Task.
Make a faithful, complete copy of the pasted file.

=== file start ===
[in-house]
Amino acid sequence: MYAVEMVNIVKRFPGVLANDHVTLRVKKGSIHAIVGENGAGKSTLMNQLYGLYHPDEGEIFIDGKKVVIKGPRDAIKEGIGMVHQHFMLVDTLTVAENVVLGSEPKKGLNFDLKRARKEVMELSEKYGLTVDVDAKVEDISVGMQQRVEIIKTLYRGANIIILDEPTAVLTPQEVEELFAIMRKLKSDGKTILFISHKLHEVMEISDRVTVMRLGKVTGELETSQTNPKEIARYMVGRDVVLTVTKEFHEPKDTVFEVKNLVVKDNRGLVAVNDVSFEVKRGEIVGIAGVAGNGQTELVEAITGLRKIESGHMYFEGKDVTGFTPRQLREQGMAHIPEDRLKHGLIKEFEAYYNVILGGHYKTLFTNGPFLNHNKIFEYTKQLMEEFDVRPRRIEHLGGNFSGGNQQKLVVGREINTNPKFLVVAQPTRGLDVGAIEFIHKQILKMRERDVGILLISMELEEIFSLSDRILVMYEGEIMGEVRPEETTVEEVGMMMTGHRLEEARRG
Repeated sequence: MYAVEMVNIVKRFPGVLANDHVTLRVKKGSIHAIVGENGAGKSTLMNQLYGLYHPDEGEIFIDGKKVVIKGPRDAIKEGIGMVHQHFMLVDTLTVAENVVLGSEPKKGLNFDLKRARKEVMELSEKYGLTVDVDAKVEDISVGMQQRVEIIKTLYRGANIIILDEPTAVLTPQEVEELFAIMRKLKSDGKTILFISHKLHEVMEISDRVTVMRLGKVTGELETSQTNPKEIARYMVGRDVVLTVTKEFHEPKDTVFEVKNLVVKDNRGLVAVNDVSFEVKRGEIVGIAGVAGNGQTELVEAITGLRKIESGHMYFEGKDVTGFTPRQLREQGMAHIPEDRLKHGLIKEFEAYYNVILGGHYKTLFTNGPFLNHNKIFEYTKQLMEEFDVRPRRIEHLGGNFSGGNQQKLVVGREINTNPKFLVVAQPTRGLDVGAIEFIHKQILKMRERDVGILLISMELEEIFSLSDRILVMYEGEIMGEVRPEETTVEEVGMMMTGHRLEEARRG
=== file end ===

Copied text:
[in-house]
Amino acid sequence: MYAVEMVNIVKRFPGVLANDHVTLRVKKGSIHAIVGENGAGKSTLMNQLYGLYHPDEGEIFIDGKKVVIKGPRDAIKEGIGMVHQHFMLVDTLTVAENVVLGSEPKKGLNFDLKRARKEVMELSEKYGLTVDVDAKVEDISVGMQQRVEIIKTLYRGANIIILDEPTAVLTPQEVEELFAIMRKLKSDGKTILFISHKLHEVMEISDRVTVMRLGKVTGELETSQTNPKEIARYMVGRDVVLTVTKEFHEPKDTVFEVKNLVVKDNRGLVAVNDVSFEVKRGEIVGIAGVAGNGQTELVEAITGLRKIESGHMYFEGKDVTGFTPRQLREQGMAHIPEDRLKHGLIKEFEAYYNVILGGHYKTLFTNGPFLNHNKIFEYTKQLMEEFDVRPRRIEHLGGNFSGGNQQKLVVGREINTNPKFLVVAQPTRGLDVGAIEFIHKQILKMRERDVGILLISMELEEIFSLSDRILVMYEGEIMGEVRPEETTVEEVGMMMTGHRLEEARRG
Repeated sequence: MYAVEMVNIVKRFPGVLANDHVTLRVKKGSIHAIVGENGAGKSTLMNQLYGLYHPDEGEIFIDGKKVVIKGPRDAIKEGIGMVHQHFMLVDTLTVAENVVLGSEPKKGLNFDLKRARKEVMELSEKYGLTVDVDAKVEDISVGMQQRVEIIKTLYRGANIIILDEPTAVLTPQEVEELFAIMRKLKSDGKTILFISHKLHEVMEISDRVTVMRLGKVTGELETSQTNPKEIARYMVGRDVVLTVTKEFHEPKDTVFEVKNLVVKDNRGLVAVNDVSFEVKRGEIVGIAGVAGNGQTELVEAITGLRKIESGHMYFEGKDVTGFTPRQLREQGMAHIPEDRLKHGLIKEFEAYYNVILGGHYKTLFTNGPFLNHNKIFEYTKQLMEEFDVRPRRIEHLGGNFSGGNQQKLVVGREINTNPKFLVVAQPTRGLDVGAIEFIHKQILKMRERDVGILLISMELEEIFSLSDRILVMYEGEIMGEVRPEETTVEEVGMMMTGHRLEEARRG